Bird owners from countries other than the US require an import permit from the local CFIA office in the destination province. Canada bans the import of birds from certain countries and has additional requirements from others. More information can be obtained at the local CFIA office.

To prevent the spread of highly pathogenic avian influenza, birds from the following countries are prohibited:

  • Bangladesh
  • China
  • Egypt
  • India
  • Indonesia
  • Vietnam

How much does a Canadian Pet Passport cost in 2020?

The cost of a Canadian Pet Passport can vary drastically. The price you pay will depend on the following:

  • Your home country
  • Where you are traveling to
  • The veterinary clinic that you visit
  • The species of your pet
  • Whether your pet already has a microchip and rabies vaccination

Firstly, different countries and veterinary clinics will have different prices for veterinary treatments and vaccinations. If you want to save some money, check the prices of a few different veterinary clinics.

Different countries have different requirements for importing pets.

If you are traveling to Canada with an adult dog or cat, your pet passport should be cheap, as you will only need to pay for for a rabies vaccination. However, other countries have much stricter regulations and will likely cost more. 

Additionally, some pets species may require more treatments and vaccines than others. For example, only dogs will require tapeworm treatments when travelling to the UK, Ireland, Finland, Norway and Malta.

If your pet already has a microchip, and a recent rabies vaccination, you will probably pay less for your Canadian pet passport. If traveling to Canada with an adult dog or cat, you won’t have to pay anything on top of your travel.


How to use a Canadian Pet Passport

You can use your pet’s Canadian passport just as you would your own passport!

When crossing a border, you will need to inform the customs agent that you are bringing your pet. You will need to inform your travel company that you will be bringing your pet along. It’s important to do this as some companies do not allow pets.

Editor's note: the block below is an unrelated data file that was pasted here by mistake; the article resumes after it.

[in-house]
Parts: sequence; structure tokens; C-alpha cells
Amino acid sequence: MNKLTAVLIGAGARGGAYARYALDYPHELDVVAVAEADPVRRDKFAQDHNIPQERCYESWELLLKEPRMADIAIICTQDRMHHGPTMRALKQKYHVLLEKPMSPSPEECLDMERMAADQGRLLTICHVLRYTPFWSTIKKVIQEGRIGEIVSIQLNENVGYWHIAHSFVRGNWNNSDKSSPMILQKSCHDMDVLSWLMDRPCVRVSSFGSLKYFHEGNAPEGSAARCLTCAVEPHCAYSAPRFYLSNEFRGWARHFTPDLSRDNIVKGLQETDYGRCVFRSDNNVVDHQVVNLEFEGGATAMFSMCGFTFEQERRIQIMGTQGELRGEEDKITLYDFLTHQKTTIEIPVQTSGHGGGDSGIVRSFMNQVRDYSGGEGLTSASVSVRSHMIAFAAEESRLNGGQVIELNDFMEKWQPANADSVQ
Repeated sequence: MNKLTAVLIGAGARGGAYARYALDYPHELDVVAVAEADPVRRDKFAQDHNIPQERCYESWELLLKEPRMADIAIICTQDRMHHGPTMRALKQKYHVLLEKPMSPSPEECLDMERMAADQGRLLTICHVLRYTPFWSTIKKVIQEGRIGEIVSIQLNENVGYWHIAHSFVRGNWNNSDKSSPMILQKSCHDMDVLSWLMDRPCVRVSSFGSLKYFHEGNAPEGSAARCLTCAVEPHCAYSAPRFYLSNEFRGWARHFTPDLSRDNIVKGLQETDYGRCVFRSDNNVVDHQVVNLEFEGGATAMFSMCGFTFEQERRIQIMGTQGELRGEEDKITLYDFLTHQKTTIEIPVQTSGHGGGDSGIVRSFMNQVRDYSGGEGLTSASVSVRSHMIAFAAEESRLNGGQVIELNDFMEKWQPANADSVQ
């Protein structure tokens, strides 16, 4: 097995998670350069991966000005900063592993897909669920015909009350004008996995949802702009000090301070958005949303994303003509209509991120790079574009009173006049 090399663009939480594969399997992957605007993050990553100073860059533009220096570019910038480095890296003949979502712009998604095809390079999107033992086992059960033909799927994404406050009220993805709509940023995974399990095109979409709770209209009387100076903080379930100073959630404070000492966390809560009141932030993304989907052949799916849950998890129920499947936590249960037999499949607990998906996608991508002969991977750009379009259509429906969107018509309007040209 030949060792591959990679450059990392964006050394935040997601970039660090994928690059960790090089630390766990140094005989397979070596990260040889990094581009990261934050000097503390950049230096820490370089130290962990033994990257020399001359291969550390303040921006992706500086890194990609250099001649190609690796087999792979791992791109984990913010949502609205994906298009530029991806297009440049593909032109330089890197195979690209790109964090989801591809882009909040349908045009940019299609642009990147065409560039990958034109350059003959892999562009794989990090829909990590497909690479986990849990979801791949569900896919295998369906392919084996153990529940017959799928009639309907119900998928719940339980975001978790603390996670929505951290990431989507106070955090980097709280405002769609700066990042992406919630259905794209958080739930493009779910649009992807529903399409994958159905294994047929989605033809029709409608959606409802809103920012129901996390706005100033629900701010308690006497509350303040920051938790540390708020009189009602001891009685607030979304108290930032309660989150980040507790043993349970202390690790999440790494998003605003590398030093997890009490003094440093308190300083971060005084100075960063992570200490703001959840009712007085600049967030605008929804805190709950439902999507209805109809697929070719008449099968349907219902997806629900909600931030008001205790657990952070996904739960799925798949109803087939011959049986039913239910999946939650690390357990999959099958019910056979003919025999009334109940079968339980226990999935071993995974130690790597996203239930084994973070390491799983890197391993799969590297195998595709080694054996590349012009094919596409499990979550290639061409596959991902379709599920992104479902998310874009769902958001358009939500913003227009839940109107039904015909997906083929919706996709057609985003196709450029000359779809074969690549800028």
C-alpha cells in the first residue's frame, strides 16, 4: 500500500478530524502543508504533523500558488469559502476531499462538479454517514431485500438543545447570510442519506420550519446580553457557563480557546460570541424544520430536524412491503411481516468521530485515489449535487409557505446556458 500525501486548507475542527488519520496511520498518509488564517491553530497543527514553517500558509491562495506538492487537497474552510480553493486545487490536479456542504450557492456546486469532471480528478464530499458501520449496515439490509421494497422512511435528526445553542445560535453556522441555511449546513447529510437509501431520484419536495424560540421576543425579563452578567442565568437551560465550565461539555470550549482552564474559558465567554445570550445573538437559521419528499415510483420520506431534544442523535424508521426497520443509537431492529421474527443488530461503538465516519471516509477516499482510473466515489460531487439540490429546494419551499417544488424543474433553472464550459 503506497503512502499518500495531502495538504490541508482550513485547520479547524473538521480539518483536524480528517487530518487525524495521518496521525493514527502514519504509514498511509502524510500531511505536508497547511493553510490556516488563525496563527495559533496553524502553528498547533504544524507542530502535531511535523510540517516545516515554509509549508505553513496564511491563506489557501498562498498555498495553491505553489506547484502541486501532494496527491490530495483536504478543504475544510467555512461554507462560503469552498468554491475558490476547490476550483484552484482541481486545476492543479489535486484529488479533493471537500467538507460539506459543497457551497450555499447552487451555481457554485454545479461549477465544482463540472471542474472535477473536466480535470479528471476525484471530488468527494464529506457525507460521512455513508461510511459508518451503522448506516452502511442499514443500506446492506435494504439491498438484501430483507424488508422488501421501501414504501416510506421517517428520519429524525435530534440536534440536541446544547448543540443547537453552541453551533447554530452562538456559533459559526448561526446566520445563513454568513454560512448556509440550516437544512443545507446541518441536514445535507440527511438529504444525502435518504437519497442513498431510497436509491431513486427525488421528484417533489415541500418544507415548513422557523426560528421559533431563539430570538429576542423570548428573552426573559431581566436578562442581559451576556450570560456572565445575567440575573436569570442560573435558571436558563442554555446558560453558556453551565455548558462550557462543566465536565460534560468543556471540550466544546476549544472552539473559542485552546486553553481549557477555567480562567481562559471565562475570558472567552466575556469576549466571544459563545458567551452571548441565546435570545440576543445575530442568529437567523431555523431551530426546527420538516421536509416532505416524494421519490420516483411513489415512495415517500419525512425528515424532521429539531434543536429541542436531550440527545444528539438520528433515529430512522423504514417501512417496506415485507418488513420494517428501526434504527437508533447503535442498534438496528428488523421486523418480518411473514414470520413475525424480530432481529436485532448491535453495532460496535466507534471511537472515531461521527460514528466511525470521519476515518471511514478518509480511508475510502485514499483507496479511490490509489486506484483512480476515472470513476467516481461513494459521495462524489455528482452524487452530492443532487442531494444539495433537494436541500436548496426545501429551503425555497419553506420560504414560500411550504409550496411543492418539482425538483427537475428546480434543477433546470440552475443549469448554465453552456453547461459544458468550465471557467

When at the border, you will simply need to present both your passport and your pet’s passport.

It is important to keep in mind that vaccinations must remain up to date in order for your pet’s passport to be valid. Canada accepts both 1 year and 3 year rabies vaccinations. Additionally, remember to check border requirements prior to entry in case the country has additional requirements.


Frequently Asked Questions [FAQs]

What are the requirements to return to Canada after travel?

The same requirements apply to dogs or cats that originated from Canada and are being returned directly from a country designated by the Minister as having been free from rabies and living there for not less than six (6) months. Thus, your dog or cat will need either proof of current rabies vaccination (EU Pet Passport is accepted) OR a health certificate in English or French and completed by a licensed veterinarian.

Can my pet travel to Canada with an EU Pet Passport?

An EU Pet Passport permits pets to travel to EU countries and listed non-EU countries without having to face quarantine. As Canada is a listed non-EU country, those of you with EU Pet Passports are in luck. Therefore, dogs, cats and ferrets with an EU Pet Passport can travel to Canada without facing quarantine.

Can I bring my puppy or kitten to Canada?

Yes, however, dogs under the age of 8 months must be shipped commercially. Thus, you must also have an import permit for your puppy. Dogs and cats under 3 months old are exempt from import requirements if entering Canada with their owner. Thus, they do not require the rabies vaccination. You should, however, provide proof of age and ownership.

Can I relocate to Canada with my pet?

Yes, many people relocate to Canada each year. As long as you follow the guidelines above then moving to Canada with a pet should be simple. This means, making sure that your pet has any required vaccinations and has all the documents required to enter Canada.

Bottom Line

Obtaining a Canadian pet passport for your pet is simple, as long as you are aware of the guidelines. How to get a Canadian Pet Passport and the regulations, depend on your pet’s species, breed, age and where you are traveling from or to. If you are traveling to Canada with an adult dog or cat who is your pet then the process should be very simple. Your pet will simply need a valid rabies vaccination certificate. However, if your pet is another species, such as a rabbit or bird, then you may require an import permit and health certificate. If you are traveling from Canada to another country, the requirements vary a lot as each country has its own entry requirements. However, it is likely that your pet will need a microchip, rabies vaccination and health certificate.

Hope you have found this helpful – happy travels!